In the old coop, Percy is finishing his molt and might be getting his mojo back. Since the molting started, Tarick the younger, smaller rooster has been terrorizing Percy. Percy has been the clear boss up until this molt, but Tarick has been making up for lost time. We have had to protect Percy by putting him in the nursery coop out of Tarick’s reach. Before doing that poor Percy was hiding in the nest boxes – very unrooster-like. But finally Percy is beginning to show signs of being frisky again when we step into the nursery coop to supply food and water. I almost forgot to mention that Percy also had a broken spur. We discovered it one day because his foot was bloody. It seems as though the spur sloughed off of the bone. I didn’t realize this but I guess the spur is kind of a covering on a much smaller bone. I don’t know if this broken spur is related to the molt or not, but the combination sure seems to have taken all the aggression out of Percy. Joni did a great job of cleaning and bandaging his leg to protect the spur bone for several days and it looks to be healing well. It will be interesting to see if Percy can regain his stature as head rooster or if his reign is over.
Yesterday, we got our first Ameraucana egg of the year. About two thirds of our spring chickens are laying now and we have been holding our breath waiting for the two Ameraucanas to start. So yesterday was the day. No egg today, but that’s normal. When they start laying, we might get an egg every two or three days. I think it is probably Eleanor, but it could be Emily. Maybe I’ll catch one of them in the nest box tomorrow. Ameraucanas are ‘special’ because they lay the green-blue eggs. If you hadn’t guessed already, it is the egg at the top of the picture.
Our two year old hens are good and reliable layers. They were purchased as day old peeps in a package called, something like, “Ornamental Layers.” They were supposed to be unusual or exotic breeds that were also pretty good layers. We received a nice variety including White Crested Black Polish, Silver Phoenix, Mottled Hudan, Ameraucana, Crevecoeur, and Dominique. They are beautiful and have turned out to be pretty good layers. Some of the birds lay small to medium sized eggs, but a few lay nice large eggs.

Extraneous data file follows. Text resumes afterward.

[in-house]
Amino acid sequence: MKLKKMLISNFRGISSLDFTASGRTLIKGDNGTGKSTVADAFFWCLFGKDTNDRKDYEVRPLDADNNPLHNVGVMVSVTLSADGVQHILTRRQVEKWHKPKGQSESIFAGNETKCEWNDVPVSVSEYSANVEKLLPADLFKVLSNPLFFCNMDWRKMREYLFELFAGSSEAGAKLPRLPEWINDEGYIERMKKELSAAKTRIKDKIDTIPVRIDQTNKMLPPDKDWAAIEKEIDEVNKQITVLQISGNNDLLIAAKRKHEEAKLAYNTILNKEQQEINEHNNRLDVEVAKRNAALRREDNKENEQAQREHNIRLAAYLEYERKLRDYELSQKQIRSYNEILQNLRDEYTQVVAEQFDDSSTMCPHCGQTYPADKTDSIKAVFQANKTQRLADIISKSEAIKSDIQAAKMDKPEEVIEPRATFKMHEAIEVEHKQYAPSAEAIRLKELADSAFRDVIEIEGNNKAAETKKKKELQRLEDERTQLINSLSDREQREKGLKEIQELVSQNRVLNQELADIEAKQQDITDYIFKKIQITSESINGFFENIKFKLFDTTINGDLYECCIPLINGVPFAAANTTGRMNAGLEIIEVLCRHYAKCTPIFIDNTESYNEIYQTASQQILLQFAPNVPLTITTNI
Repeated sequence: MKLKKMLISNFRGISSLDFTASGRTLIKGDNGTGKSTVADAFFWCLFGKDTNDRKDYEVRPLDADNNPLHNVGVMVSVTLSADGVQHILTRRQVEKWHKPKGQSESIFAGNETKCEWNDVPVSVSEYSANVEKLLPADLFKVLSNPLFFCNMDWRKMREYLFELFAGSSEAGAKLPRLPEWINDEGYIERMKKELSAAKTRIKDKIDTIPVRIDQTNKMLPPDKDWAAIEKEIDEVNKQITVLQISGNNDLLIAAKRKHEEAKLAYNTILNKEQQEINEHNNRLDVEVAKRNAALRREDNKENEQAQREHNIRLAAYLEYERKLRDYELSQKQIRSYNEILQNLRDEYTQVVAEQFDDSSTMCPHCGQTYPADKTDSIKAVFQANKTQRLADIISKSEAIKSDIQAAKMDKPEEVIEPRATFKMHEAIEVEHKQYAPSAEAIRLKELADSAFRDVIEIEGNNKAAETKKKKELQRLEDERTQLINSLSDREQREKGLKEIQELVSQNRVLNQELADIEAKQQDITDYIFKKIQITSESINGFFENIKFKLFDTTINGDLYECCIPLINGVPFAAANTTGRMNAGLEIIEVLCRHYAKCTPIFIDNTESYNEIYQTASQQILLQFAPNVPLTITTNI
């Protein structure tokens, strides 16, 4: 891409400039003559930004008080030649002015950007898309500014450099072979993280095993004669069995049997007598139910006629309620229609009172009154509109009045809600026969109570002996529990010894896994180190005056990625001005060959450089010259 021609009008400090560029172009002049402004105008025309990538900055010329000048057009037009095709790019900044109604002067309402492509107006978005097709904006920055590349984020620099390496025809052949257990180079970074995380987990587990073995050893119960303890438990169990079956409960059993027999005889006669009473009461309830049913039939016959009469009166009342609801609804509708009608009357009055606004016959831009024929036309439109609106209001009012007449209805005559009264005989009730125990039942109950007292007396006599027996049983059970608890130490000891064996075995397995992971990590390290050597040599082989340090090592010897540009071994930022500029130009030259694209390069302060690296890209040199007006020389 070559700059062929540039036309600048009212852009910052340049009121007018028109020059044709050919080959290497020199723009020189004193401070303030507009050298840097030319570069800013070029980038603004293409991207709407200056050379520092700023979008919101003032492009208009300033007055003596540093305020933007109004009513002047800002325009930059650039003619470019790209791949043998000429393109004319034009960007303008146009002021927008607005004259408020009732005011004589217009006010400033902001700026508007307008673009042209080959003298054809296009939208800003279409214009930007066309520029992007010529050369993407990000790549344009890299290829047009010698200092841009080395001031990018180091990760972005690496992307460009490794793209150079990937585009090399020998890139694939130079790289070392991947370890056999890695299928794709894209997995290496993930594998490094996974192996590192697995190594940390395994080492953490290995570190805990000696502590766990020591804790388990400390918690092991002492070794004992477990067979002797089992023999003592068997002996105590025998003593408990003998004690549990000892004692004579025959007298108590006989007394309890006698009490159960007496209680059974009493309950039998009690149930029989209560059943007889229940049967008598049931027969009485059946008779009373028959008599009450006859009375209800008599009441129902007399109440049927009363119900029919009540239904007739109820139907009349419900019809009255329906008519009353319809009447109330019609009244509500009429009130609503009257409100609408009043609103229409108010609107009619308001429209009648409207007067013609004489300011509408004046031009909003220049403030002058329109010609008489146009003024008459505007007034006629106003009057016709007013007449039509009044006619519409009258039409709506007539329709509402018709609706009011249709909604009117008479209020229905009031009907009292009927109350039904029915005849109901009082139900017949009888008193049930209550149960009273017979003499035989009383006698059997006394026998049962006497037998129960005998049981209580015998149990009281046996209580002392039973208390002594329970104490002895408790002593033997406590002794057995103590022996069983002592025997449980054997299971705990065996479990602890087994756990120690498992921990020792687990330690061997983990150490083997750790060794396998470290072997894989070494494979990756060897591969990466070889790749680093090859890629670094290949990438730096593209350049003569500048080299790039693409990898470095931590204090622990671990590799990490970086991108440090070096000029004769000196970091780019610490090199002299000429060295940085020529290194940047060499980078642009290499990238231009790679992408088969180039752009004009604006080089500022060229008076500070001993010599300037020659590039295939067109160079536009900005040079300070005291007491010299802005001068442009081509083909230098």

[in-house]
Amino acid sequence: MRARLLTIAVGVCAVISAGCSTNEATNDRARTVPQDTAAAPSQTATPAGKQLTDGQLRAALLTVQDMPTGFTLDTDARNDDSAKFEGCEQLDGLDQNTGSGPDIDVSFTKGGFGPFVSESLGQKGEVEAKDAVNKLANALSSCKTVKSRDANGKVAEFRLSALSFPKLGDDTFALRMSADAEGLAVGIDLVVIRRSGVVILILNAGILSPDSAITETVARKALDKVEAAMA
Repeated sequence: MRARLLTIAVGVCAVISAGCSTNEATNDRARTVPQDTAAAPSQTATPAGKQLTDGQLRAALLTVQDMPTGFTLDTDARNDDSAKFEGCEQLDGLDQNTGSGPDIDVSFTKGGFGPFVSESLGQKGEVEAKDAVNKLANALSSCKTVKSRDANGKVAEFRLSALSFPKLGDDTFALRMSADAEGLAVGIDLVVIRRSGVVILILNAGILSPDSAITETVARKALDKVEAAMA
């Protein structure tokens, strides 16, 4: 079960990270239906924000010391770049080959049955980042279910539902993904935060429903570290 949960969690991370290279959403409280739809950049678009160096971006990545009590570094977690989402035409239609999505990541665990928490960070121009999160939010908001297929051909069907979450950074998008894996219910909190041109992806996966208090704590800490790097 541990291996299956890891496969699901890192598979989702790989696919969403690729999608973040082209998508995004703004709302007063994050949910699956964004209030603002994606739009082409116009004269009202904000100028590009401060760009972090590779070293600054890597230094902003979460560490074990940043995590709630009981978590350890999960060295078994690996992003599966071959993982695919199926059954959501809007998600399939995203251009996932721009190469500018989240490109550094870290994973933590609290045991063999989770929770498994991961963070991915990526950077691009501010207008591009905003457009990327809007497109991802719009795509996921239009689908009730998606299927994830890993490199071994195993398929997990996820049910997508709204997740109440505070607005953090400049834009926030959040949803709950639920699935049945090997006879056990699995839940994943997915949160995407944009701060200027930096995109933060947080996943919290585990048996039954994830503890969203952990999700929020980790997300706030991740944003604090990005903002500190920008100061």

Some days the girls spread out their laying throughout the day, but some days they seem to all want into the nest boxes at the same time. On those days it is not unusual to see three hens all squeezed into one box vying for a spot.
When a hen is getting ready to lay or has just laid an egg, she is often rather proud of her accomplishment and announces it to the world by squawking about it for a few minutes. When several hens are laying around the same time they will join in to produce a rather jubilant chorus. It might only last a few minutes, but it is something to hear. If nothing else, it is a reminder to me to go collect eggs soon.
This morning Todd found the first good egg from this year’s group of chicks. I found one a few days ago that was broken and empty on the coop floor, so this is the first one laid in a nest box and intact. We are pretty sure it is from Dory, one of our Welsummer hens. We saw her spending a lot of time in the nest boxes and heard her making “egg” noises for the last few days. Being from Dory is even more special because of her rough “chickhood”. She was a sickly little thing and had several bouts of respiratory problems that were so bad that I felt I had to keep her separated from the others. Keeping her by herself did have the benefit of making her more friendly as she was lonely and wanted us to hold her. A few times I really thought she might not even live so it is very rewarding to see that the extra special care that we put into raising her has helped her to become a healthy and now productive hen. The egg is a beautiful dark brown with even darker brown speckling – a little on the small side, as they all are when hens first start laying, but they should be up to a nice large size very quickly. Yeah, Dory! Show the others what they are supposed to do now!